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Limits on the admission of evidence about the victim’s sexual activity

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In a situation that is not an emergency, but where you want to report a crime to the police, contact the police department serving your municipality.

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The Criminal Code protects your privacy if you are the victim in a case of sexual assault or another form of sexual violence (crime of a sexual nature).

During criminal proceedings, the criminal and penal prosecuting attorney (the prosecutor) must disclose the evidence collected by the police to the accused’s lawyer (the defence lawyer). The prosecutor will disclose the evidence to the accused, if the accused has chosen to self-represent.

If the police investigation reveals information about one or more aspects of your sexual activity, the prosecutor will disclose this information to the defence unless it is not relevant.

However, neither the defence lawyer nor the prosecutor will be able to use this evidence in the criminal proceedings without authorization from the judge.

Definition of sexual activity

Sexual activity means sex of any kind, whether or not you consented to it. It includes activity before, during and after the offence targeted by the proceedings.

For example, a sexual assault in the past, prostitution, a consensual relationship with the accused before or after the offence, and so on, are all sexual activities.

The notion of sexual activity also covers emails, text messages, chat messages, video recordings and other images with sexual content in which you feature or that are written or produced for sexual purposes.

Use in evidence of information about the victim’s sexual activity

A judge may allow information about your sexual activity to be produced in evidence at the trial.

The judge will make this decision only after receiving an application from the prosecutor or defence lawyer.

The information about your sexual activity cannot be used to show that you were more likely to have consented to the sexual activity that forms the subject-matter of the charge.

For example: you consented to sexual relations with the accused after the event for which charges were brought. The defence lawyer cannot imply that, as a result, you must have consented to the original incident.

In addition, the information cannot be used to show that you are less worthy of belief.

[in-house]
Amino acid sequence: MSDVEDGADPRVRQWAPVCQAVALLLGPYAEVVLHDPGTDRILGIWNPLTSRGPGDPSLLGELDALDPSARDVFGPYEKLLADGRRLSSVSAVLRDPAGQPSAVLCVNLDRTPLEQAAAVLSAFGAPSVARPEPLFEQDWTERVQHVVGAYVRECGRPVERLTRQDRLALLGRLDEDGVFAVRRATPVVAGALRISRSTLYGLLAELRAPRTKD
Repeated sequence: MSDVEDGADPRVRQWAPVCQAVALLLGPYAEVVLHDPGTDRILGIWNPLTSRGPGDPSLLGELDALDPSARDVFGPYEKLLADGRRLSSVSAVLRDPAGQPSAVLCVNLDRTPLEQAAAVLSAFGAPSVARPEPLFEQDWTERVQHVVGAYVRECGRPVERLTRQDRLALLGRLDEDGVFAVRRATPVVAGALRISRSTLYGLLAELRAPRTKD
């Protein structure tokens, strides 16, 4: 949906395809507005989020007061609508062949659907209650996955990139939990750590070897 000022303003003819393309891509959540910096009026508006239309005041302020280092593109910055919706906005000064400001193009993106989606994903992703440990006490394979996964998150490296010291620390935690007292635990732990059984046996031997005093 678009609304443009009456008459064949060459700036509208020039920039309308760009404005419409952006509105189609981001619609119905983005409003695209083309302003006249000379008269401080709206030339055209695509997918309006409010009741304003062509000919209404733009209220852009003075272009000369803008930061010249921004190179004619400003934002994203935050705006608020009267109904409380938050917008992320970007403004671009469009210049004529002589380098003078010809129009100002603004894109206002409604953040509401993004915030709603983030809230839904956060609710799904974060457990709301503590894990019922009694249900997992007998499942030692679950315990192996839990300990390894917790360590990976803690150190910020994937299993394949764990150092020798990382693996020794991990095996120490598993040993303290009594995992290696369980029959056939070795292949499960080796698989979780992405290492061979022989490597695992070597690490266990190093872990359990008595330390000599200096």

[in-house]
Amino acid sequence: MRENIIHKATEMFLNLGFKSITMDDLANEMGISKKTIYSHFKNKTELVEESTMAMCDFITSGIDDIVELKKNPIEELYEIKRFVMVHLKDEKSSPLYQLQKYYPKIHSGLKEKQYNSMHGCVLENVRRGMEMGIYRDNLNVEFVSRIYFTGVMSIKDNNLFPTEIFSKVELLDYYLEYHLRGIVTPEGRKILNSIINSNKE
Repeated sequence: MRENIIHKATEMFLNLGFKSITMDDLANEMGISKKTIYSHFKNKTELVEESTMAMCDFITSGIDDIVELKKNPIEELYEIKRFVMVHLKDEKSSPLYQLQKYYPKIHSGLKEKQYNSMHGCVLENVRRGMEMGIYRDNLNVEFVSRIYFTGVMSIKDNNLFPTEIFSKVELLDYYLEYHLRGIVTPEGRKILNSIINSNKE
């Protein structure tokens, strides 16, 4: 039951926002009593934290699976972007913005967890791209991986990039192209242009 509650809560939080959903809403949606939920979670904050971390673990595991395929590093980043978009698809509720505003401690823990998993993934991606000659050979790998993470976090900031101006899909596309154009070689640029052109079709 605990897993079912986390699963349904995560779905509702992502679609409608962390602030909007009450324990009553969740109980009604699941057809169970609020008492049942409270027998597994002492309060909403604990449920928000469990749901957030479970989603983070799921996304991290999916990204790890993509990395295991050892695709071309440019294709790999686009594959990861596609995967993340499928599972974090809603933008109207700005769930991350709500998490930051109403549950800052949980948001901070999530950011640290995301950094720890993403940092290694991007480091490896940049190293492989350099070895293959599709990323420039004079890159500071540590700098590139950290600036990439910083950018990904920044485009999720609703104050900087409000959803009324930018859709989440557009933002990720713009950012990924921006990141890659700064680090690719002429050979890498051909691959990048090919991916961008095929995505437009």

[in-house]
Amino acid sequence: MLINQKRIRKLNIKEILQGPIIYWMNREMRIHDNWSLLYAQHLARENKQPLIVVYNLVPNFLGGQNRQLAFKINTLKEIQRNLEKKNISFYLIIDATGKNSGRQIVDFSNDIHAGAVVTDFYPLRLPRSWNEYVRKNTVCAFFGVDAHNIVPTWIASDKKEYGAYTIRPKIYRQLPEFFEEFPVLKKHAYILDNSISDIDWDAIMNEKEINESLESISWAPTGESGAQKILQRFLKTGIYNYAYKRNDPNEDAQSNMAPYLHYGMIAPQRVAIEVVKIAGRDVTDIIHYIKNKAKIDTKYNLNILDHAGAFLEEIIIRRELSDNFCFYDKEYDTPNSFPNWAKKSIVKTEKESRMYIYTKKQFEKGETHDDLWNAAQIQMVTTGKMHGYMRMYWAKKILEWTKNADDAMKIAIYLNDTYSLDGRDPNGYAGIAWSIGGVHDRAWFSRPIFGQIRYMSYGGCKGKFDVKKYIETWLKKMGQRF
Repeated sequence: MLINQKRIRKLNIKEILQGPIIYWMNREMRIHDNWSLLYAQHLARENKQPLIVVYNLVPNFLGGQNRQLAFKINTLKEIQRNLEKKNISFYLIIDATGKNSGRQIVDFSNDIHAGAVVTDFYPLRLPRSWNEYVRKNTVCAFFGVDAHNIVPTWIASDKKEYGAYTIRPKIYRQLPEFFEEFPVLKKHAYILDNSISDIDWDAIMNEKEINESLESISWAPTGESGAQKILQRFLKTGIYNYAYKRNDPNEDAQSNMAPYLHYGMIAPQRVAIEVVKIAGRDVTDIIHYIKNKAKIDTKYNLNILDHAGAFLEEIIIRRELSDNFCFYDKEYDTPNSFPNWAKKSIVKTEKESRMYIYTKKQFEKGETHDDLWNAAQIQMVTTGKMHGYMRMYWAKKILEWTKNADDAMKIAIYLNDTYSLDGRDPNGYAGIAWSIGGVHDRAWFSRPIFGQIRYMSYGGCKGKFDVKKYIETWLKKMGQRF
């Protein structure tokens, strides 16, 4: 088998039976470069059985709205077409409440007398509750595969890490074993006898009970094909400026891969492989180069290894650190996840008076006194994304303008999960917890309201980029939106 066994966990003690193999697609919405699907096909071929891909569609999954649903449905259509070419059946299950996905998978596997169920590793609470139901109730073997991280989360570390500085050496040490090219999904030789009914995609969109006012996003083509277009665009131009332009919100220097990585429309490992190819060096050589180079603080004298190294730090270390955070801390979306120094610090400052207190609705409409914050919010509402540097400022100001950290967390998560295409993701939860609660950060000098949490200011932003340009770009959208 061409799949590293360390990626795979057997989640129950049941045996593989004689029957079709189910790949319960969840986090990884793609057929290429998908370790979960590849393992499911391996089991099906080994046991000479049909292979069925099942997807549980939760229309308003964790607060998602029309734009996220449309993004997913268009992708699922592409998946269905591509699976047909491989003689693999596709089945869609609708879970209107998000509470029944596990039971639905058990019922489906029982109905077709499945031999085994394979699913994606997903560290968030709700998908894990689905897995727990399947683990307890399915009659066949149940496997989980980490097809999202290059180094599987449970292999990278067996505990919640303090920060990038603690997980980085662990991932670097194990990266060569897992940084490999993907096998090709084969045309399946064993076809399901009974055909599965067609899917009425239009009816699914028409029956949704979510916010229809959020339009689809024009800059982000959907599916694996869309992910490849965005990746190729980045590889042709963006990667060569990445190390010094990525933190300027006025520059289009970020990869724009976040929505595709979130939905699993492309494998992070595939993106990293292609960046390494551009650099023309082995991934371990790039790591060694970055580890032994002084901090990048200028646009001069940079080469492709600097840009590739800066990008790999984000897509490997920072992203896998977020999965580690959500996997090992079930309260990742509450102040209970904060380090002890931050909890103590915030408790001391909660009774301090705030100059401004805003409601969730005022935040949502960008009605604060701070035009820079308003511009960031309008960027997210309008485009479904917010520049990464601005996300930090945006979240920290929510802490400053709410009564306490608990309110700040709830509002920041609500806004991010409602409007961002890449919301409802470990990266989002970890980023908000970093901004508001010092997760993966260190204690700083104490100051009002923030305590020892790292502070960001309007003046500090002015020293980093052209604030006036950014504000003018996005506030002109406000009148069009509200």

Last, the information must be relevant to an issue at trial and concern specific instances of sexual activity, and must have significant probative value that is not substantially outweighed by the danger of prejudice to the proper administration of justice.

After receiving the application, the judge calls a hearing, in the absence of the jury and public. You are not required to attend the hearing.

If you attend, you may present arguments against the admission of the evidence. You may be represented by a lawyer free of charge, regardless of your financial situation.

Find a lawyer to represent you This hyperlink will open in a new window.

The prosecutor is also present at the hearing to present his or her point of view about the admission of the evidence.

Factors considered by the judge

In deciding whether or not to admit evidence about your sexual activity, the judge considers

  • the interests of justice, including the right of the accused to make a full answer and defence;
  • society’s interest in encouraging the reporting of sexual assault offences;
  • whether there is a reasonable prospect that the evidence will assist in arriving at a just determination in the case;
  • the need to remove from the fact-finding process any discriminatory belief or bias;
  • the risk that the evidence may unduly arouse sentiments of prejudice, sympathy or hostility in the jury (if a jury has been formed for the trial);
  • the potential prejudice to your personal dignity and right of privacy;
  • your right to personal security and protection.

Consequences of the judge’s decision

If the judge prohibits the use, as evidence, of information about your sexual activity, no person may publish or disseminate

  • the contents of the application to the judge to have the information admitted in evidence;
  • anything said or produced for the application or during the hearings;
  • any decision about the application and the supporting reasons.

If the judge agrees to the admission of the information in evidence, all the elements listed may be published.

Last update: January 10, 2024


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